center of the island (it still looks attached in this picture but it's
not – barely)

The ride took about 15-20 minutes, and it's been years since I've been
on a small boat like that, and haven't had fun like that since I was
airboating on a river in Nebraska with my brother-in-law in the late

One idea I have never liked about scuba, though I haven't tried it so I
should disparage, is all of the STUFF needed to do it – regulators,
tanks, wet suits, etc. It's like windsurfing – lots of stuff. [I'm a
boogieboarder – all I need is my board and fins]. And then there's the
timed descent, the timed decompression, the ascent. It's a lot of work,
coupled with the fact that I have excruciating pain in my ears trying
to equalize so I've always thought that it wasn't for me. Someone
pointed out here that you don't have to equalize in scuba, as the
equipment provides you air to keep your breathing passages open. Never
thought about that one, but they're right. [Note to myself: check out
how to become a certified diver when I get back to Hawaii]

I got a good look at the Island of Rumung, the “forbidden island.”
There is no connection to any other island – no bridge. The Rumungese
do not allow anyone there, and I respect that – more on this topic in
my next blog. Back to the boat.

I had to wait until the Canadians were done suiting up, and then I entered the water.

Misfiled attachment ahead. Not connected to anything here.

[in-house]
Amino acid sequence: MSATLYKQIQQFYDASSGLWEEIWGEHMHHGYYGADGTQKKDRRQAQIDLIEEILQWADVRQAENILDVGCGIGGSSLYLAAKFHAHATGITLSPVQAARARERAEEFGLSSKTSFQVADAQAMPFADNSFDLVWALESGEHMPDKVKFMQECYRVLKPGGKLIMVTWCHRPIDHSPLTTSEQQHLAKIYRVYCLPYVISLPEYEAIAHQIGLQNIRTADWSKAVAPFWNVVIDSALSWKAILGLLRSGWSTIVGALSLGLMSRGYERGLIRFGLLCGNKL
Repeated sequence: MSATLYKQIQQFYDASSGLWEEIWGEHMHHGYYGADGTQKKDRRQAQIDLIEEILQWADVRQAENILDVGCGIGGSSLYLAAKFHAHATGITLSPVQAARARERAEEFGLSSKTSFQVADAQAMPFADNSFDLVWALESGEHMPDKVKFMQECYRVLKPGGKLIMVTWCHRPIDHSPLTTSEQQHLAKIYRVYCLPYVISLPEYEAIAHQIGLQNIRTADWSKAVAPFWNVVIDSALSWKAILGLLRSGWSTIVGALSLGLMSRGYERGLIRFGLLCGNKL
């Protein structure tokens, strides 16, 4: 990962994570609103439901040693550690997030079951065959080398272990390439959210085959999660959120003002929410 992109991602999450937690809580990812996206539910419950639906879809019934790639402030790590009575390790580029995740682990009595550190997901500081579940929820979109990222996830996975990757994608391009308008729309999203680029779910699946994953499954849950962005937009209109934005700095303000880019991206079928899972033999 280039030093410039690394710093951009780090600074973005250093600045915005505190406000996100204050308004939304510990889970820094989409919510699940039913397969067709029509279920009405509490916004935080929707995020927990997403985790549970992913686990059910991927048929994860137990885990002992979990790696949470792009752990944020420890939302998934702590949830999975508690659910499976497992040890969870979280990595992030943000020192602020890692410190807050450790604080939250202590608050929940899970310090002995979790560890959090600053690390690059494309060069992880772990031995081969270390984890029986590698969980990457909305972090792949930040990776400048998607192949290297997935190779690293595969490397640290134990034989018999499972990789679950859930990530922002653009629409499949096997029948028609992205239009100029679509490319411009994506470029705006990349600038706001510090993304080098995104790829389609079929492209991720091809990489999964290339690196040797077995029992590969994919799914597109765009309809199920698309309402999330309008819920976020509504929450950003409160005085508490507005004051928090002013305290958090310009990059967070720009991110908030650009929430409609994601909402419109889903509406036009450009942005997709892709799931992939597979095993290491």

Wow. It was very clear, and I was off. I got off on the reef side of
the boat, and for 20-30 minutes, paddled around looking at the bursts
of color all around me – suffice to say, I didn't know a single species
I was looking at, but I lost count after 40 species – it's just like
National Geographic underwater!

What I thought were hard tough corals turned out to be anenomone-like –
I didn't touch anything, but to test whether some kind of growth was
hard or soft, I waved my fins in the direction of the object and saw it
either stand firm or wave back at me with thousands of tentacles. I
cruised in large circles, keeping my eye on the boat. There was some
current, and I wanted to NOT have to get rescued because it took me far
away from where I was supposed to be.

I was unprepared for what happened next – I was swimming along, and
suddenly it got very dark ahead, and I realized I was on the edge of
the reef's dropoff, and gasped – I had the sensation of being on top of
a very tall building, and in this case, could “walk” right off the
edge, and not fall – I swam along the edge of the reef, gazing at the